Wednesday, September 22, 2021

A Prodigy house

A country seat with a prodigious history

 

Historic Brereton Hall in Brereton, Cheshire is a fine Elizabethan country house but one that has been sadly separated from much of its original estate.

 

A vast 27,000 square foot in size and including 4 “fine” reception rooms, 12 bedrooms and 10 bath and shower rooms, this Grade I listed hall stands in 116.68 acres. The hall’s foundation stone was allegedly laid by Queen Elizabeth I during the ownership of Sir William Brereton (1550 – 1631) in 1586 and thus Brereton became a “Prodigy house”. After passing through the ownership of the Bracebridge family, it was purchased and then substantially altered by a Manchester industrialist named John Howard in 1817.

 

Brereton Hall is certainly imposing
Brereton Hall is certainly imposing

The main staircase is impressive
The main staircase is impressive

One of four reception rooms
One of four reception rooms

The kitchen is surprisingly modern
The kitchen is surprisingly modern give the house having Grade I listed status

The rear of the house
The rear of the house

 

Howard made changes to the exterior and interior in the Regency style in 1829 and further additions were made to Brereton Hall in the 19th century. The building was subsequently used as a school in the 20th century and then was variously the home of a popstar and a computer games tycoon named Andy Wood.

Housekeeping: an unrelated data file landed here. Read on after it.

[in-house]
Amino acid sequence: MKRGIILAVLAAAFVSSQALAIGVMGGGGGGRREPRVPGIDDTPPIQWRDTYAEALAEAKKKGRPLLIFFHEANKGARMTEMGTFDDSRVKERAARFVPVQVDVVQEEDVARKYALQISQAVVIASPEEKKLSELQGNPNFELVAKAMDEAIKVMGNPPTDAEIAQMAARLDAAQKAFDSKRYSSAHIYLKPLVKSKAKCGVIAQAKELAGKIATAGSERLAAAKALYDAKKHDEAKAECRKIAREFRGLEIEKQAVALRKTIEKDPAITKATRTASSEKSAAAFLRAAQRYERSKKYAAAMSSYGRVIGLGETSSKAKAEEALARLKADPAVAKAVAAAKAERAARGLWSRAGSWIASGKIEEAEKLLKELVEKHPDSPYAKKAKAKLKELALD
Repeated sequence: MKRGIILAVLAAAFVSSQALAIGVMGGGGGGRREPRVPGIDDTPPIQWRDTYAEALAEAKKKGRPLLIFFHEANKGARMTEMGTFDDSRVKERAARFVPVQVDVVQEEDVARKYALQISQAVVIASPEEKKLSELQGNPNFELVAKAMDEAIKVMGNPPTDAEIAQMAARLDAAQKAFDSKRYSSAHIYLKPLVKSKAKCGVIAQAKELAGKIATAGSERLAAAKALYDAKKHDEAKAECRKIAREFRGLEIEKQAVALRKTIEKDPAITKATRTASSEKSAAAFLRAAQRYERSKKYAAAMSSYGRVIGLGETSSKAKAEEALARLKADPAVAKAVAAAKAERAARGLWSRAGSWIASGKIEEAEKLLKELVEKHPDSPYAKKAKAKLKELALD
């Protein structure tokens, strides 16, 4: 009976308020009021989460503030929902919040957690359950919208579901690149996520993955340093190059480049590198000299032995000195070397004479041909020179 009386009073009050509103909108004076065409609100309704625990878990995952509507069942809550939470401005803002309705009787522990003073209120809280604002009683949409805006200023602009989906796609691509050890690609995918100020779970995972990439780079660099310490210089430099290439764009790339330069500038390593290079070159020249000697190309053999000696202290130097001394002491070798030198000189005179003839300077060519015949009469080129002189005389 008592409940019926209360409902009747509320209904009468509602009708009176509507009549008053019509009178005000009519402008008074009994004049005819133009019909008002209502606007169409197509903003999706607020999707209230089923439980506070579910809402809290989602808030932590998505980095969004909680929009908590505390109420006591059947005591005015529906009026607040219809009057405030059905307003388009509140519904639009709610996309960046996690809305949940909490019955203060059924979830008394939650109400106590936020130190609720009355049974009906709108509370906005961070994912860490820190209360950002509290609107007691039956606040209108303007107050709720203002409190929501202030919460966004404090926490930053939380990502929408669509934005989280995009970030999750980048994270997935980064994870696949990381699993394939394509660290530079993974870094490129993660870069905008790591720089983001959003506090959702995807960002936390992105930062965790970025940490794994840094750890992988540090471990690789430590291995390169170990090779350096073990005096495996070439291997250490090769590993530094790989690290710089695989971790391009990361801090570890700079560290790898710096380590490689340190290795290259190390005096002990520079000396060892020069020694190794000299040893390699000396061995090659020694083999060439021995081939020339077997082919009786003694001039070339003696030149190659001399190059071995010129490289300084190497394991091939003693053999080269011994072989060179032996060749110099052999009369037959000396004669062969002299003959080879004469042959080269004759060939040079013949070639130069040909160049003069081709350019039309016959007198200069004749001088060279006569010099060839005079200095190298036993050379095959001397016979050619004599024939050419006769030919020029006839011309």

Wood sold up in 2002 after deciding that “life in a country pile… isn’t all it is cracked up to be” and marketed Brereton Hall at a price of £2.25 million. The current “businessman” owner paid him some £2 million according to the Manchester Evening News for the hall and 10 acres. He then acquired another 100 acres as part of an effort to restore the estate but sadly its gatehouses, coach house and other properties are still separately owned.

 

Jackson-Stops & Staff seek a not insubstantial figure of £6.5 million for what they describe as a “compact estate”.

 

 

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    1 COMMENT

    1. The Brereton family were one of the most important of the Cheshire ‘gentry families’. Others were Delves Broughton, Davenport, Grosvenor, Cholmondeley, Stanley, Egerton, Bromley Davenport and Downes.
      They all intermarried with abandon in order to consolidate their power. The Downes seat, Shrigley is now a rather horrid hotel

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